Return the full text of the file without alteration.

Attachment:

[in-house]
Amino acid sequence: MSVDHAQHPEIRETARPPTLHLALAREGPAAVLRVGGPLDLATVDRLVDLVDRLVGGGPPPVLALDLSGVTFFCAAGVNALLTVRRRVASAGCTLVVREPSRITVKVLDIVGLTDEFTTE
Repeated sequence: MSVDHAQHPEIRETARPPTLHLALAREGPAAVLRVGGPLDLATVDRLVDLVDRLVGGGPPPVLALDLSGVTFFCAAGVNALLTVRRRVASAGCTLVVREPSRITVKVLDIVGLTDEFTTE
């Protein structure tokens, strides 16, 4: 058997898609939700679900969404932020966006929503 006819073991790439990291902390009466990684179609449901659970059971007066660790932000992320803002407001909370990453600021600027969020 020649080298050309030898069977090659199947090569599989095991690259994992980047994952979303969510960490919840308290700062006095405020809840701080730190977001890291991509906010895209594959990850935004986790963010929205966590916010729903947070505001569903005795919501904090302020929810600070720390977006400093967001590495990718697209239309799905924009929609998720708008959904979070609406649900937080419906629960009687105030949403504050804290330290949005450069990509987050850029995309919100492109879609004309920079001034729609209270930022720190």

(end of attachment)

[in-house]
Amino acid sequence: MSVDHAQHPEIRETARPPTLHLALAREGPAAVLRVGGPLDLATVDRLVDLVDRLVGGGPPPVLALDLSGVTFFCAAGVNALLTVRRRVASAGCTLVVREPSRITVKVLDIVGLTDEFTTE
Repeated sequence: MSVDHAQHPEIRETARPPTLHLALAREGPAAVLRVGGPLDLATVDRLVDLVDRLVGGGPPPVLALDLSGVTFFCAAGVNALLTVRRRVASAGCTLVVREPSRITVKVLDIVGLTDEFTTE
């Protein structure tokens, strides 16, 4: 058997898609939700679900969404932020966006929503 006819073991790439990291902390009466990684179609449901659970059971007066660790932000992320803002407001909370990453600021600027969020 020649080298050309030898069977090659199947090569599989095991690259994992980047994952979303969510960490919840308290700062006095405020809840701080730190977001890291991509906010895209594959990850935004986790963010929205966590916010729903947070505001569903005795919501904090302020929810600070720390977006400093967001590495990718697209239309799905924009929609998720708008959904979070609406649900937080419906629960009687105030949403504050804290330290949005450069990509987050850029995309919100492109879609004309920079001034729609209270930022720190």